Better environment for patients awaiting surgery

More than 8000 patients a year will benefit from a new dedicated area to make them feel more comfortable and enable essential tests prior to their operation, thanks to funding from Nottingham Hospitals Charity.

£27,000 from the Charity has enabled the renovation of a ward area at Queens Medical Centre (QMC), so patients awaiting surgery have somewhere to gather and receive information about what to expect.

Previously this service was spread across 19 different areas, so the new centralised service brings together all of these patients ensuring they have consistent and timely information about their operation and treatment.

Matron of Perioperative Medicine, Jeanette Johnson says: “The new area will provide an enhanced experience for patients, in nice calming surroundings where they can find out more about their operation and what to expect. Patients can be seen in one central area and don’t have to try and find their way through the hospitals to have tests, which means they can be more independent in their care, giving them a better experience overall.”

The Charity funding has paid for diagnostic ECG machines to enable doctors to test the electrical activity of a patient’s heart over a period of time, to identify any potential heart health complications. It has also enabled decoration of the area, new flat screen TVs for important clinical messages, a water dispenser for patients to use and decorative art to brighten the area.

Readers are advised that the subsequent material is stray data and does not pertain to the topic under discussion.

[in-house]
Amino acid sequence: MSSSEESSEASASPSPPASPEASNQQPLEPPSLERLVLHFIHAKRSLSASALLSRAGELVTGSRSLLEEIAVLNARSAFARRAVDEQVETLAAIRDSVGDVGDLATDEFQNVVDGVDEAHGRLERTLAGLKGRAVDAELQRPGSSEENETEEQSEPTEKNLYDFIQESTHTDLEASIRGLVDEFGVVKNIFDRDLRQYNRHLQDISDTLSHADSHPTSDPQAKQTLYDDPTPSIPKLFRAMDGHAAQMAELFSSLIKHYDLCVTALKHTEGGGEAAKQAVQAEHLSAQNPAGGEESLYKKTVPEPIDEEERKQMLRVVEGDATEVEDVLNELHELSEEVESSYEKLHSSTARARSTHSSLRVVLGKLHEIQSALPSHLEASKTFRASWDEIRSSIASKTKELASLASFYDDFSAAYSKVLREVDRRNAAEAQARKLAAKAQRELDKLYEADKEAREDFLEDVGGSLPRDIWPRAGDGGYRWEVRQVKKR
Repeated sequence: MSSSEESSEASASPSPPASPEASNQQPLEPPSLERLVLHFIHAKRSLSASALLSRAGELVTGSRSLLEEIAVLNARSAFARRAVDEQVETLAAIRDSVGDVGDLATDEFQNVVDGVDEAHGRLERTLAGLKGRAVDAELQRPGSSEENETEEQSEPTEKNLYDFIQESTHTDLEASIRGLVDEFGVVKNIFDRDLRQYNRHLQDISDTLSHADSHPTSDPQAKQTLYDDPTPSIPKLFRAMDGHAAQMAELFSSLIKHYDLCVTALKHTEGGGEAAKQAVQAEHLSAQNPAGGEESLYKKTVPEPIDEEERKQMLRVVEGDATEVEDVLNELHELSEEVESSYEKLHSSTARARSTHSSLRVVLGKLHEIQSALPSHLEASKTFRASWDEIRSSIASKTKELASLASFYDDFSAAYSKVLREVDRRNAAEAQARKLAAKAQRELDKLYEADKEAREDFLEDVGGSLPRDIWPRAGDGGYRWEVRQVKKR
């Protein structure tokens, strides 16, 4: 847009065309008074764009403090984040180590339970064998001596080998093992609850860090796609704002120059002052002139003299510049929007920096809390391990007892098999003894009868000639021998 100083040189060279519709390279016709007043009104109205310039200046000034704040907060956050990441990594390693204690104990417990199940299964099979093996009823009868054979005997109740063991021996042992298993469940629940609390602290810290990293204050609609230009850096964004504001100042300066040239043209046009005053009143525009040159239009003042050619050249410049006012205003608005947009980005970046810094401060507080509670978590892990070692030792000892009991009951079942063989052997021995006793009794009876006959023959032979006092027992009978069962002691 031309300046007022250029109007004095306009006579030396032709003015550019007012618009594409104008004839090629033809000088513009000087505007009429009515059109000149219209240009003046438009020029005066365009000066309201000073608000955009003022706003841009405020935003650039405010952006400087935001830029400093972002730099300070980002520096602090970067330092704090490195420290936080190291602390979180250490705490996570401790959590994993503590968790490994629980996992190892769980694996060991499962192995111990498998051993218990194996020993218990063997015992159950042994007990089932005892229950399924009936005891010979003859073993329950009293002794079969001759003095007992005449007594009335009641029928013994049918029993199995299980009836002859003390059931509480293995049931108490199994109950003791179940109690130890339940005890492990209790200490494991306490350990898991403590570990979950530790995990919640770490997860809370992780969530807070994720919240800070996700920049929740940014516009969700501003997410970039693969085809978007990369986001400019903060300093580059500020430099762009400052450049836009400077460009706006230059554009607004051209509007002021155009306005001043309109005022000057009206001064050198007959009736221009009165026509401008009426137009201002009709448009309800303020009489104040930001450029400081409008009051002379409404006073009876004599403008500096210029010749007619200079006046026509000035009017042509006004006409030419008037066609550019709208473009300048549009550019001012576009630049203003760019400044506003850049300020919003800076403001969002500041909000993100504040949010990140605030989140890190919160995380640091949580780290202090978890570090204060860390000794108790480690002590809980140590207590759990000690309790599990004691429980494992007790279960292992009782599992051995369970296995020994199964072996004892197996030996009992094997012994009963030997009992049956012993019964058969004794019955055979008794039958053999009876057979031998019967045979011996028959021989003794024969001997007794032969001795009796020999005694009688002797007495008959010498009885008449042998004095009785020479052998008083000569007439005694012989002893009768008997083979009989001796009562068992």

Jeanette continues: “The new area promotes a calming, relaxing atmosphere where they can ask any question they may have and there will be screens showing education videos about what they can expect during surgery. The Charity funding has also paid for two diagnostic ECG machines enabling important checks to be made while patients are with us rather than having to have this done separately in another area of the hospital, speeding up their treatment and relieving their anxiety.”

QMC patient Claire Parr says: “The new area is really welcoming and it shows the hospitals are trying to make things better for patients. They will be able to get important information about their care, know where to get this information and they will be able to get to know the staff better. As a patient you feel more comfortable in this kind of environment and don’t need to worry about the operation as much.”

The new Pre-Operative Assessment Unit at Queens Medical Centre was officially opened by Chief Executive of the Charity, Barbara Cathcart.

Barbara says: “It’s a pleasure to fund important projects like the new Pre-Operative Assessment Unit which will have such a big impact on the experience of so many patients at Nottingham’s hospitals. This unit is a real partnership between Nottingham University Hospitals NHS Trust and the Charity – the Trust identified the need for this service redesign and the Charity was able to support the enhancements to this unit. The new diagnostic ECG machines will also make a big difference to doctors and their patients by enabling them to have all their essential tests in a central location and identify potential health complications before surgery.”

Patients began using the new area this week and more than 8000 patients are set to benefit from this new service every year.